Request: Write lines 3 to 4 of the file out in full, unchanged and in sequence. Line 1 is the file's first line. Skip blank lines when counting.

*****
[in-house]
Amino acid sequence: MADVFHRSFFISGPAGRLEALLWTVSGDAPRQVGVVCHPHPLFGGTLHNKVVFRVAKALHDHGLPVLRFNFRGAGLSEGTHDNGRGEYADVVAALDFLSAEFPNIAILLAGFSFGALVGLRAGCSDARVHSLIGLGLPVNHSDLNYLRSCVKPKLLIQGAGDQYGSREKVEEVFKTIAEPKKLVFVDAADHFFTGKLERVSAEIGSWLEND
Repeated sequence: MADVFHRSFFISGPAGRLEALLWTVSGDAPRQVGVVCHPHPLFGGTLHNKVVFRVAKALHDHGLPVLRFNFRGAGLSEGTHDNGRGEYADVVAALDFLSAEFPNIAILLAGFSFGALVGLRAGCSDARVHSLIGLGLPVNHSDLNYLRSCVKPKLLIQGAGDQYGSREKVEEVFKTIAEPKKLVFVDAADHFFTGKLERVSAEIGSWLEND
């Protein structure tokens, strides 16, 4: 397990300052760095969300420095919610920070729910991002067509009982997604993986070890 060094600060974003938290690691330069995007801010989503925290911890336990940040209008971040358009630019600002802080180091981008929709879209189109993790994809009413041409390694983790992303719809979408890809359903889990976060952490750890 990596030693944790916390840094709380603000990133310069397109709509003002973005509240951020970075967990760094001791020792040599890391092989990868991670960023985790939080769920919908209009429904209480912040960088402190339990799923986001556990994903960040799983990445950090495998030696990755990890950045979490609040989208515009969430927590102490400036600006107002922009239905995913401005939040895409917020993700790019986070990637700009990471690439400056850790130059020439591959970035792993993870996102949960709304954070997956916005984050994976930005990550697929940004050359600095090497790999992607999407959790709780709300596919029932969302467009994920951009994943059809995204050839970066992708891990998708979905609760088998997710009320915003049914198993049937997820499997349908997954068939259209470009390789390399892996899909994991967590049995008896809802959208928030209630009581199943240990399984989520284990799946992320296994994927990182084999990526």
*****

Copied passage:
Repeated sequence: MADVFHRSFFISGPAGRLEALLWTVSGDAPRQVGVVCHPHPLFGGTLHNKVVFRVAKALHDHGLPVLRFNFRGAGLSEGTHDNGRGEYADVVAALDFLSAEFPNIAILLAGFSFGALVGLRAGCSDARVHSLIGLGLPVNHSDLNYLRSCVKPKLLIQGAGDQYGSREKVEEVFKTIAEPKKLVFVDAADHFFTGKLERVSAEIGSWLEND
């Protein structure tokens, strides 16, 4: 397990300052760095969300420095919610920070729910991002067509009982997604993986070890 060094600060974003938290690691330069995007801010989503925290911890336990940040209008971040358009630019600002802080180091981008929709879209189109993790994809009413041409390694983790992303719809979408890809359903889990976060952490750890 990596030693944790916390840094709380603000990133310069397109709509003002973005509240951020970075967990760094001791020792040599890391092989990868991670960023985790939080769920919908209009429904209480912040960088402190339990799923986001556990994903960040799983990445950090495998030696990755990890950045979490609040989208515009969430927590102490400036600006107002922009239905995913401005939040895409917020993700790019986070990637700009990471690439400056850790130059020439591959970035792993993870996102949960709304954070997956916005984050994976930005990550697929940004050359600095090497790999992607999407959790709780709300596919029932969302467009994920951009994943059809995204050839970066992708891990998708979905609760088998997710009320915003049914198993049937997820499997349908997954068939259209470009390789390399892996899909994991967590049995008896809802959208928030209630009581199943240990399984989520284990799946992320296994994927990182084999990526």